In a recent meeting with some long-term clients, we began updating their comprehensive wealth plan. I vividly remember their specific goal. They wanted to reach retirement with an annual income of $100,000. Years ago when their journey to their financial independence began, this number was out of reach. Now, due to their hard work and persistence, this goal is actually becoming a reality. If you’re asking yourself this question, “Can I retire with $100,000 per year in income?”, then let’s take a look at how you get there.
My client is projected to have roughly a million dollars in retirement account assets when they stop working. If we apply the 4% rule to this amount, we can expect $40,000 in retirement income. Social Security will account for roughly another $40,000 per year, which isn’t an unreasonable benefit amount for those in middle-class. So far we’ve got around $80,000 a year expected during retirement. That’s a $20,000 shortfall. Here’s how we intend to make up for it.
We came up with a game plan for the additional income. Here are some ideas we discussed. If you’re in the same situation, some may apply to your specific needs and some may not.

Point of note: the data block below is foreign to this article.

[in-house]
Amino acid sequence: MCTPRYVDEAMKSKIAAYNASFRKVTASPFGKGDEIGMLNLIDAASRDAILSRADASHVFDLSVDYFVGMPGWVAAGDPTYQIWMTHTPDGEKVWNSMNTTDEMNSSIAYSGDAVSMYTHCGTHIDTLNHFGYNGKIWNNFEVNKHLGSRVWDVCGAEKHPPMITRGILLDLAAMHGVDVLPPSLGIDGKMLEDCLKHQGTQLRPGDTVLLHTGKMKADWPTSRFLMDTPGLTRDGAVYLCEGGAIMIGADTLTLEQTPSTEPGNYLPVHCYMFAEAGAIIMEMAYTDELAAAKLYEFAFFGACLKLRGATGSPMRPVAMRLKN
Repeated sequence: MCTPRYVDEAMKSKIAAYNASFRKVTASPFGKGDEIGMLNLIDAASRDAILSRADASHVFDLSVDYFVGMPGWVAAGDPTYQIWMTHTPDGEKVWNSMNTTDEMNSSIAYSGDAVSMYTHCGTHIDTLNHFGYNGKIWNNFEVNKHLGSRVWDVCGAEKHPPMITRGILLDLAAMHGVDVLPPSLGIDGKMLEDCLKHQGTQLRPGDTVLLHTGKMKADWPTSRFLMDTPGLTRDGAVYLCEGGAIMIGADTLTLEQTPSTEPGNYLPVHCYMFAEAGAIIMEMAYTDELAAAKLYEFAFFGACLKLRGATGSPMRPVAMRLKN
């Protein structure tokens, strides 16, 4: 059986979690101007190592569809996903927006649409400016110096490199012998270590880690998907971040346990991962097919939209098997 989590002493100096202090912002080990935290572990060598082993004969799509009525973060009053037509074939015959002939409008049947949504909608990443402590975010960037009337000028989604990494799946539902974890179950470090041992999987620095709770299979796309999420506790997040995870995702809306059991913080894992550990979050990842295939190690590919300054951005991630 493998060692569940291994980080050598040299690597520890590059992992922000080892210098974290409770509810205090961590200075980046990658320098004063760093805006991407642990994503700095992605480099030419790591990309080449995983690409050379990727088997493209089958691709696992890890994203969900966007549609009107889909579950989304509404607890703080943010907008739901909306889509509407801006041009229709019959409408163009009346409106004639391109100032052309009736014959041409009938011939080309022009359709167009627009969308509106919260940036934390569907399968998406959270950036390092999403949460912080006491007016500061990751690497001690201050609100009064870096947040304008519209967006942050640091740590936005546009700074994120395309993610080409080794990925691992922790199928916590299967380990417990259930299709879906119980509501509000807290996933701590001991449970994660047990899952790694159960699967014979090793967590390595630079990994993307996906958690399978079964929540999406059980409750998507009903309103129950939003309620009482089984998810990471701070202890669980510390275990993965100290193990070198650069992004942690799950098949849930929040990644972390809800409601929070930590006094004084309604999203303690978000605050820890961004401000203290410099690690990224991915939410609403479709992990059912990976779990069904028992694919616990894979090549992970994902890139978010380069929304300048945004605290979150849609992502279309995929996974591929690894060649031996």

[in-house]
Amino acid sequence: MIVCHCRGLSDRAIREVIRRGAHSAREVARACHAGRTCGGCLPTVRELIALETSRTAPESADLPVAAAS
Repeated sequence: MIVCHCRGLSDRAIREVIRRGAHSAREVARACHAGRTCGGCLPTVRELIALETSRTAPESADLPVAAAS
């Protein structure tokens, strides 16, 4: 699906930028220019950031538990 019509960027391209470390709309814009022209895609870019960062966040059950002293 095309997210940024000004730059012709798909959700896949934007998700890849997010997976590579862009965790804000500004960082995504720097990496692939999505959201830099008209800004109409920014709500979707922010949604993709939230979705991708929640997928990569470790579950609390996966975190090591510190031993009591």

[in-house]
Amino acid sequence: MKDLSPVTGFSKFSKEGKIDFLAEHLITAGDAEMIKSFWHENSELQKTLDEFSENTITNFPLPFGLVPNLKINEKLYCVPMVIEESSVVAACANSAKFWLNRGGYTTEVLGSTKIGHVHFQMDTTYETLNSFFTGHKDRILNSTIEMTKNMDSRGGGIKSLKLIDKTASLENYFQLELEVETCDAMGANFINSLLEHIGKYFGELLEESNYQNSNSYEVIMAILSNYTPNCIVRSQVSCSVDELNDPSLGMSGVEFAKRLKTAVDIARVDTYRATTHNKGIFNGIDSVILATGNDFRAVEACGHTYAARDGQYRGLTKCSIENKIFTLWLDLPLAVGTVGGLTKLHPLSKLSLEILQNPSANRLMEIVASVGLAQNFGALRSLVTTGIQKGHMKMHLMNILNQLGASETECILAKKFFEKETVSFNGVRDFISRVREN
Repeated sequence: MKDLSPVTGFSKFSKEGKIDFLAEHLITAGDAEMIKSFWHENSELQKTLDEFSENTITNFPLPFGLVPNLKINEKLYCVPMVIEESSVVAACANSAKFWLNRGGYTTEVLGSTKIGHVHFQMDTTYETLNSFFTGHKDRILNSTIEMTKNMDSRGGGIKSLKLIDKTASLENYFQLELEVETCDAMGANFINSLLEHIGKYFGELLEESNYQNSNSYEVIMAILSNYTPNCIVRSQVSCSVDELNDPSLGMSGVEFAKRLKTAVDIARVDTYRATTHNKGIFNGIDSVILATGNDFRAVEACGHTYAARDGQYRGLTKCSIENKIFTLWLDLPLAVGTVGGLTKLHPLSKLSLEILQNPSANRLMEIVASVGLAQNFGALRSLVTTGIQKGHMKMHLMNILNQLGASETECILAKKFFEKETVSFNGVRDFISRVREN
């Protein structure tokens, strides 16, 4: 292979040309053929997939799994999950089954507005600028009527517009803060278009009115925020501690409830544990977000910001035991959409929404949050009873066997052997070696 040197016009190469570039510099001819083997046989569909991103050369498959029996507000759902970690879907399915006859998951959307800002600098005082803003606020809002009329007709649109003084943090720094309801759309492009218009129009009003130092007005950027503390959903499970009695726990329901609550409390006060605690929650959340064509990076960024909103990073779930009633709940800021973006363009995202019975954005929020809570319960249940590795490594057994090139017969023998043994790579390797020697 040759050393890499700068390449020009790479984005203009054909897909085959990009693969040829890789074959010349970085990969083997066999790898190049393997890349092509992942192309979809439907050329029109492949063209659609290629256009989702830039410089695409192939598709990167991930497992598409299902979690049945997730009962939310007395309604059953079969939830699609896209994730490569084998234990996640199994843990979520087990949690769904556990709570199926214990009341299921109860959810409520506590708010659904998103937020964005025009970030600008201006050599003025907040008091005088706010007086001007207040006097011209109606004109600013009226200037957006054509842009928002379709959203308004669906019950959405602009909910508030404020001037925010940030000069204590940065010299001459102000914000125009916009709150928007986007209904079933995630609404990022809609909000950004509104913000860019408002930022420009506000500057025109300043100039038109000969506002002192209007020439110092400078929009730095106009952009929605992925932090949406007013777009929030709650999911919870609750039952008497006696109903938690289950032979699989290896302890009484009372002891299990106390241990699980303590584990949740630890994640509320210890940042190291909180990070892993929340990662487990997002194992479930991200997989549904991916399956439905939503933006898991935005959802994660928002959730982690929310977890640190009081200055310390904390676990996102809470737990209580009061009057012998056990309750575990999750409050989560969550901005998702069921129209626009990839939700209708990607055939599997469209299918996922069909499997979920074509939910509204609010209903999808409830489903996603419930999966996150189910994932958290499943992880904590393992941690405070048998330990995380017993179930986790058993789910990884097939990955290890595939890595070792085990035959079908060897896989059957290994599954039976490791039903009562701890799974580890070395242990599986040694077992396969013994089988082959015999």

In the meeting, the client also asked questions to try to keep from losing income in their retirement accounts. Stay away from financial products with high cost – these products boost the financial (sales) person’s bottom line and not yours. This is the buyer beware list I give my clients:
In 1994, William Bengen, a financial adviser, conducted an exhaustive study on historical returns. He focused heavily on the downturns of the 1930s and 1970s. Even though the study predated the 2001 and 2008 market “crash”, I believe the conclusion of this study is still applicable today. Benger concluded that no historical case existed in which a 4% annual withdrawal exhausted a retirement portfolio in less than 33 years. Now, this is just a rule of thumb, and your specific retirement plan may dictate a different scenario.
So, it is actually possible to reach your goal if you’re willing to work hard. Consider employing a CERTIFIED FINANCIAL PLANNNER™ to keep you on track. A good planner operating as fiduciary on your behalf can help you get where you’re going.